Global Fastener News

1982 FIN – Detroit Nut and Bolt Maker Expanding

May 14
00:00 2012


June 1, 1982 FIN –  A nut and bolt maker in Detroit is expanding. Not only that, but business has not been good and it thinks it is in the right place at the right time. And, yes, it is involved with automotive.
Highland Bolt & Nut Co., Utica, Michigan’s in a Detroit suburb —you drive past General Motors Technical Center and several big assembly plants on the way up to it. It sells directly to automotive, but to no other OEMs directly. The rest of its business is to distributors and importers.

Highland is part of the MNP group, which also includes MNP Manufacturing, Utica Washers, and Steel & Wire Corp.

It has just received three new high-speed National bolt makers, marking the last step in a complete switchover to high-speed equipment. Over the past year Highland has installed five new National high-speed headers and the three bolt-makers. Adding these to the four it already had gives it a total of seven high-speed bolt makers. “I think we have more high-speed bolt makers than anybody else in this country,” Larry Berman, president, tells FIN. The Canadians have more, he says: “I think Infasco has 11 and Ingersoll has got seven or eight.”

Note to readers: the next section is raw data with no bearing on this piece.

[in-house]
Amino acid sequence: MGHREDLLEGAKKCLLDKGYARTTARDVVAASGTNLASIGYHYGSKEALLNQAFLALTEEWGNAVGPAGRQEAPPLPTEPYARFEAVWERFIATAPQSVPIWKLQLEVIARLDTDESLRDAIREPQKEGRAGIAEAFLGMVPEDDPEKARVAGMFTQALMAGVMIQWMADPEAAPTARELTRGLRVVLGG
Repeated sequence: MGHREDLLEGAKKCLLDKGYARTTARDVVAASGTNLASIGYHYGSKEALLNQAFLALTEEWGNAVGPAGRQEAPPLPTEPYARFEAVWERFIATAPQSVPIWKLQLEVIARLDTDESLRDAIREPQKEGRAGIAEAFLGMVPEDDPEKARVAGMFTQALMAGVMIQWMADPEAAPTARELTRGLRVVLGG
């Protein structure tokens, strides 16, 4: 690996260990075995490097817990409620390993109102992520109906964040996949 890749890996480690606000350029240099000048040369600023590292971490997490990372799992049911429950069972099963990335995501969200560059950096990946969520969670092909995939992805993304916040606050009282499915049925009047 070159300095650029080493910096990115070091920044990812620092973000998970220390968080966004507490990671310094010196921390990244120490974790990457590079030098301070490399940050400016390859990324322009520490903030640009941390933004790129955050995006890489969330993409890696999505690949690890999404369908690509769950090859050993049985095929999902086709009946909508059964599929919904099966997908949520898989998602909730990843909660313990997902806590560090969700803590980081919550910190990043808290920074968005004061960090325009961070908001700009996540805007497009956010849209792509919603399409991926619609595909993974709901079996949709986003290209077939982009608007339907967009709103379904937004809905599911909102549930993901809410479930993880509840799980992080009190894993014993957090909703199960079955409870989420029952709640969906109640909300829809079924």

“Highland makes 100% standard cap screws,” Berman says, “and we’re competing against foreign producers, the Canadians and the Japanese. First of all with high-speed equipment. Second, with the people we have, the relationship we have. We run our company similarly to what has become known as the Japanese style. We have a no-layoff policy. It is somewhat like Quality Circles, but not that formalized. Basically, we are trying to eliminate that barrier between so-called management and labor and just say, ‘It’s everybody’s company and everybody has to make the company successful.'”

Because they run only standard products, they “are really doing what the Japanese and Canadians are doing. They’re making standard product. They have long production runs. They are able to get high efficiency off their machines because of that. The question is: Why shouldn’t we be able to compete?”

In passing, he took exception to the statement by Sid Goodwin, president of Ace Industrial Hardware, at a panel at the Columbia fastener show that none of the exhibitors were displaying any standards (see Fastener Industry News, Page 2). Highland, of course, was.

Berman says that 1981 was a record year for Highland. “December, January and February of this year were fair. March was a record month April was an excellent month. This month (May), the distributor market is really down.

“It seems like Detroit is picking up substantially. Automotive is getting very busy. Detroit seems to be the bright spot in the country now. The rest of the country seems to be really depressed.”

Despite this sudden twist, Highland plans to continue with its policy of getting more heavily into distribution, less into automotive. ©1990/2012 Fastener Industry News

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